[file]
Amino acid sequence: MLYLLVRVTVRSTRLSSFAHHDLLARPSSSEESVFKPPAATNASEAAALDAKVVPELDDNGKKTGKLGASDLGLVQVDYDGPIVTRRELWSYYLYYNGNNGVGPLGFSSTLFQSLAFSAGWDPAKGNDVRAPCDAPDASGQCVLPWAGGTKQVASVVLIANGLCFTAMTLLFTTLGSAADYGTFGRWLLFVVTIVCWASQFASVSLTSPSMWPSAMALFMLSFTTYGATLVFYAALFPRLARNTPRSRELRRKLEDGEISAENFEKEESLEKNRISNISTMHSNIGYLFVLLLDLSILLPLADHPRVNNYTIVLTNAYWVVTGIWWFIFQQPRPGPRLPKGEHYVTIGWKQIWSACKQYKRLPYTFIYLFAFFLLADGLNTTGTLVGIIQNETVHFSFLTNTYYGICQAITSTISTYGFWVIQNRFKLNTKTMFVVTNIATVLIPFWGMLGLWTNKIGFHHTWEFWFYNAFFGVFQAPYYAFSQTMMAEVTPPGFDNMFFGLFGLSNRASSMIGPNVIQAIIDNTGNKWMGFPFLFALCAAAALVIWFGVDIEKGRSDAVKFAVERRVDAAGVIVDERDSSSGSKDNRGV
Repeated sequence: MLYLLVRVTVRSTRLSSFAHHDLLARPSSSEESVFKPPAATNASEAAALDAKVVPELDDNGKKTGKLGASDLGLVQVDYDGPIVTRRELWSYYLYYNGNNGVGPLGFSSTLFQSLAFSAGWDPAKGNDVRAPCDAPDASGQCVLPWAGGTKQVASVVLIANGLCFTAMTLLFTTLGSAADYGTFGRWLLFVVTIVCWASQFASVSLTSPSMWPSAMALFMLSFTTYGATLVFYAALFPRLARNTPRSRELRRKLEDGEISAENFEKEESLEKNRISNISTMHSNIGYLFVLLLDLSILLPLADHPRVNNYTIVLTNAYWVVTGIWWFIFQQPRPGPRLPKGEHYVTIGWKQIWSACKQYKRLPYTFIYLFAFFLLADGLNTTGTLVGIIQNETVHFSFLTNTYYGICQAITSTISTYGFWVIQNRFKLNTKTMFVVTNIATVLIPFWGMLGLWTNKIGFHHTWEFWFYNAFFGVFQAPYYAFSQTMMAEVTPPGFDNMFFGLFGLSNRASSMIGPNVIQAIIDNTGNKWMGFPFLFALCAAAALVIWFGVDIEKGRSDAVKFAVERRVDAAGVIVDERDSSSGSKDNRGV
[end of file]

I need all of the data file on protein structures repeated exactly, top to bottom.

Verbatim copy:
Amino acid sequence: MLYLLVRVTVRSTRLSSFAHHDLLARPSSSEESVFKPPAATNASEAAALDAKVVPELDDNGKKTGKLGASDLGLVQVDYDGPIVTRRELWSYYLYYNGNNGVGPLGFSSTLFQSLAFSAGWDPAKGNDVRAPCDAPDASGQCVLPWAGGTKQVASVVLIANGLCFTAMTLLFTTLGSAADYGTFGRWLLFVVTIVCWASQFASVSLTSPSMWPSAMALFMLSFTTYGATLVFYAALFPRLARNTPRSRELRRKLEDGEISAENFEKEESLEKNRISNISTMHSNIGYLFVLLLDLSILLPLADHPRVNNYTIVLTNAYWVVTGIWWFIFQQPRPGPRLPKGEHYVTIGWKQIWSACKQYKRLPYTFIYLFAFFLLADGLNTTGTLVGIIQNETVHFSFLTNTYYGICQAITSTISTYGFWVIQNRFKLNTKTMFVVTNIATVLIPFWGMLGLWTNKIGFHHTWEFWFYNAFFGVFQAPYYAFSQTMMAEVTPPGFDNMFFGLFGLSNRASSMIGPNVIQAIIDNTGNKWMGFPFLFALCAAAALVIWFGVDIEKGRSDAVKFAVERRVDAAGVIVDERDSSSGSKDNRGV
Repeated sequence: MLYLLVRVTVRSTRLSSFAHHDLLARPSSSEESVFKPPAATNASEAAALDAKVVPELDDNGKKTGKLGASDLGLVQVDYDGPIVTRRELWSYYLYYNGNNGVGPLGFSSTLFQSLAFSAGWDPAKGNDVRAPCDAPDASGQCVLPWAGGTKQVASVVLIANGLCFTAMTLLFTTLGSAADYGTFGRWLLFVVTIVCWASQFASVSLTSPSMWPSAMALFMLSFTTYGATLVFYAALFPRLARNTPRSRELRRKLEDGEISAENFEKEESLEKNRISNISTMHSNIGYLFVLLLDLSILLPLADHPRVNNYTIVLTNAYWVVTGIWWFIFQQPRPGPRLPKGEHYVTIGWKQIWSACKQYKRLPYTFIYLFAFFLLADGLNTTGTLVGIIQNETVHFSFLTNTYYGICQAITSTISTYGFWVIQNRFKLNTKTMFVVTNIATVLIPFWGMLGLWTNKIGFHHTWEFWFYNAFFGVFQAPYYAFSQTMMAEVTPPGFDNMFFGLFGLSNRASSMIGPNVIQAIIDNTGNKWMGFPFLFALCAAAALVIWFGVDIEKGRSDAVKFAVERRVDAAGVIVDERDSSSGSKDNRGV